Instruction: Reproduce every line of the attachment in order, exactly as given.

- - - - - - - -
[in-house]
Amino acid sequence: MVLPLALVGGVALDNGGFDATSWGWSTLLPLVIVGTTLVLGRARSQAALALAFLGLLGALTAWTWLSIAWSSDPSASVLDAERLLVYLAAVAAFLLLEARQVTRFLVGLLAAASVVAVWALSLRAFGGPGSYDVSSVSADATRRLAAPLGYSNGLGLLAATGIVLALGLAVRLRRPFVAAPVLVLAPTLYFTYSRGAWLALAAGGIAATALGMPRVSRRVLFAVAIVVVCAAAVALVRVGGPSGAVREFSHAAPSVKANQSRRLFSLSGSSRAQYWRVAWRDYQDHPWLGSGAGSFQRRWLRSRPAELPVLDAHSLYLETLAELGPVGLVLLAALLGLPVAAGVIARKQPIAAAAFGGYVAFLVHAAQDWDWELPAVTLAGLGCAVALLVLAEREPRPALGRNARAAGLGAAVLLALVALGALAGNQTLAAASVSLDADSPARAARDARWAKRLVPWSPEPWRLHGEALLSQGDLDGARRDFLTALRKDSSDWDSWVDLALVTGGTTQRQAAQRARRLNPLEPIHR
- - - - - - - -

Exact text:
[in-house]
Amino acid sequence: MVLPLALVGGVALDNGGFDATSWGWSTLLPLVIVGTTLVLGRARSQAALALAFLGLLGALTAWTWLSIAWSSDPSASVLDAERLLVYLAAVAAFLLLEARQVTRFLVGLLAAASVVAVWALSLRAFGGPGSYDVSSVSADATRRLAAPLGYSNGLGLLAATGIVLALGLAVRLRRPFVAAPVLVLAPTLYFTYSRGAWLALAAGGIAATALGMPRVSRRVLFAVAIVVVCAAAVALVRVGGPSGAVREFSHAAPSVKANQSRRLFSLSGSSRAQYWRVAWRDYQDHPWLGSGAGSFQRRWLRSRPAELPVLDAHSLYLETLAELGPVGLVLLAALLGLPVAAGVIARKQPIAAAAFGGYVAFLVHAAQDWDWELPAVTLAGLGCAVALLVLAEREPRPALGRNARAAGLGAAVLLALVALGALAGNQTLAAASVSLDADSPARAARDARWAKRLVPWSPEPWRLHGEALLSQGDLDGARRDFLTALRKDSSDWDSWVDLALVTGGTTQRQAAQRARRLNPLEPIHR